An annulment may be sought by any of the following persons and must be commenced within the times specified, but in no event may an annulment be sought after the death of either party to the marriage:
Upon a dissolution of a marriage or an annulment, the court shall make a just and equitable division of the marital property of the parties without regard to marital misconduct, after making findings regarding the division of the property.
The court shall base its findings on all relevant factors, including the following:
The court shall presume that each spouse made a substantial contribution to the acquisition of income and property while they were living together as husband and wife. The court may also award to either spouse the household goods and furniture of the parties, whether or not acquired during the marriage.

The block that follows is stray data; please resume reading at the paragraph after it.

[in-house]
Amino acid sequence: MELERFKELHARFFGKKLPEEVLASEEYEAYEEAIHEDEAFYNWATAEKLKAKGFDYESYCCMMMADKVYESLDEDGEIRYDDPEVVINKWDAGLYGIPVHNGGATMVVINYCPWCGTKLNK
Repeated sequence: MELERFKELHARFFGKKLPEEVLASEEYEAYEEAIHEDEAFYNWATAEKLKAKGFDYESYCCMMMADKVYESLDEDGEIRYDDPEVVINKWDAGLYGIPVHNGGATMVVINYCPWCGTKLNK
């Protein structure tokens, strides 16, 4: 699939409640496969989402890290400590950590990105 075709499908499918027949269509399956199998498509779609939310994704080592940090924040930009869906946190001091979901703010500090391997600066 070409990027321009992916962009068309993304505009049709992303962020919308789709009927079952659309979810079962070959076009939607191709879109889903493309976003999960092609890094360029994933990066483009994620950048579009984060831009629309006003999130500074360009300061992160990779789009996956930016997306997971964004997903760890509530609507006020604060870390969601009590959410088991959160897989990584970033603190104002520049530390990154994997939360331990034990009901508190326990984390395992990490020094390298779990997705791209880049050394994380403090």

Marital property is defined as property, real or personal, including vested public or private pension plan benefits or rights, acquired by the parties, or either of them, to a dissolution, legal separation, or annulment proceeding at any time during the existence of the marriage, or at any time during which the parties were living together as husband and wife under a purported marriage relationship which is annulled in an annulment proceeding, but prior to the date of valuation.
All property acquired by either spouse after the marriage and before the valuation, is presumed to be marital property regardless of how it is titled.
Non-marital property is defined as property, real or personal, acquired by either spouse before, during or after the existence of their marriage which was acquired in the following ways;
If the court finds that either spouse's resources or property, including the spouse's portion of the marital property, are so inadequate as to work an unfair hardship, considering all relevant circumstances, the court may, in addition to the marital property, apportion up to one-half of the non-marital property, which is otherwise excluded, to prevent the unfair hardship.